Building and remodeling on the shore requires storm-savvy design and time-tested techniques.

By Ben Brown
January 18, 2005
Courtesy of Boora Architects

Earthquakes, erosion, and howling winds go hand-in-hand withliving near the ocean. Fortunately, when homeowners opt fortraditional building methods instead of up-and-coming pre-fabsystems, techniques exist for coping with this wide weatherspectrum. The chief tactic is prudence. "Never fool with MotherNature," says architect Louis DesRosiers, who designs homes on theGreat Lakes. "You'll lose every time."

In any coastal area, a foundation engineered to anticipatebrutal storms is the first line of defense. "What we're doing now,"says Southern California architect Lewin Wertheimer, "is settingthe whole house on concrete caissons that go to bedrock. All thesand could be washed away, and the house would stand. It's likefreeway construction."

In Lewin's Malibu houses, he says, "You're probably looking at aquarter of the cost of the entire project going into thestabilization of the site."

The most common problem for homeowners, says veteran Nantucketengineer John Shugrue, "is being in too much of a hurry and notdoing the research. Most people don't want the foundation part ofthe job to take too long. They can't see where the money is going,so they think they're paying for nothing. In reality," he explains,"the foundation is the most important part of the job, because itholds everything else up."

When the foundation is in place, New York architect John R. Kirkargues for "threaded rods that go all the way from foundation upthrough the framing to the rafters," providing the bones of thestructure. "Plus shear walls," he says, explaining that thesereinforced interior walls will resist twisting when the house ishit by high winds. Architects also reinforce weak points, such aslarge windows, with steel tubing.

In the Pacific Northwest, architects use large roof overhangs ondecks and porches to protect siding and windows from the region'snotorious rain. Without careful planning, overhangs can becomevirtual sails, exposed to uplift that can pry a roof off its walls.Washington architect Peter Brachvogel guards against uplift byusing threaded steel cables and extending the roofline withbeefed-up rafters to support the eaves. "And we tie the buildingtogether with all kinds of hardware," says Peter.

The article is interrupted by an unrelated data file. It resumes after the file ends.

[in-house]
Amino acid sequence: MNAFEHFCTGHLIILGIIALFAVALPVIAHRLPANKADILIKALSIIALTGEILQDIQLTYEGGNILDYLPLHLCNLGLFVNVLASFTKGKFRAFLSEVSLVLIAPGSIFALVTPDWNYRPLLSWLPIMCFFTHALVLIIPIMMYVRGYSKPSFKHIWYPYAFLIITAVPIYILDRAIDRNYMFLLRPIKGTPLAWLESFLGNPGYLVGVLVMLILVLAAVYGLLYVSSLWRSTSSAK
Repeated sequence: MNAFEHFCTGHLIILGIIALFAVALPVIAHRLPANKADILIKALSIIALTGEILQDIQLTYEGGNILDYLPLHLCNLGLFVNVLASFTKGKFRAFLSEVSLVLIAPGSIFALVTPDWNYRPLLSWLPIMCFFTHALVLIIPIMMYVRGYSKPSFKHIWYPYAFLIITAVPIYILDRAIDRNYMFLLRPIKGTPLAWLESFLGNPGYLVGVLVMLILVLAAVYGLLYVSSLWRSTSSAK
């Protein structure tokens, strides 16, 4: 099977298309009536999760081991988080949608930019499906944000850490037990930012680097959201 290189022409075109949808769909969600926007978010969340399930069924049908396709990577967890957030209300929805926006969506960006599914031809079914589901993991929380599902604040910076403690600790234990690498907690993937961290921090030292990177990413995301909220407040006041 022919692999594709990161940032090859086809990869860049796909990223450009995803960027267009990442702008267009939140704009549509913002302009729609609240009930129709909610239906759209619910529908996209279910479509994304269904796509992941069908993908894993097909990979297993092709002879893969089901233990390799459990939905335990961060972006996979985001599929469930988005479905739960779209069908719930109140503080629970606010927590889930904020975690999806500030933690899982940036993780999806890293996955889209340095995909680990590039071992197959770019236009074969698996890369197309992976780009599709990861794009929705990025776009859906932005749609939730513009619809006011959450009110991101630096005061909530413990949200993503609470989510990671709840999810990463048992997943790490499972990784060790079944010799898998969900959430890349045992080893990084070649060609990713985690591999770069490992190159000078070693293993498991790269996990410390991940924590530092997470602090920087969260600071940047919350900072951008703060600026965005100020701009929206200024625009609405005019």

This hardware includes clips and connectors refined throughyears of storm experience. Connectors fortify vulnerable pointsthat link floors, walls, rafters, and roofs. And because they'realmost impossible to retrofit, they must be installed correctlyduring construction.

Tim Reinhold, vice president of engineering for the insuranceindustry's Institute for Business and Home Safety, took a survey ofFlorida's recently affected areas. He says little things, such asproperly installed connectors, influenced the survival rate ofhomes. "In Charley, where we had gusts of 140 to 150 mph," saysTim, "we didn't see roofs flying off houses."

Other easy choices, including the use of ring-shanked nails inclose patterns to secure plywood sheathing on roofs, made a bigdifference in the region. So, too, did tight soffit systemsdesigned to block rain penetration, yet allow for atticventilation.

Tim noticed other details that protect against hurricane winds.Trimmed trees and properly tended landscaping fared well. Securelyanchored fence sections were less likely to become airbornemissiles. But, Tim warns, in wind gusts of 100 mph and higher, ifanything can go wrong, it will. "Murphy's Law is alive and well inthese conditions," he says.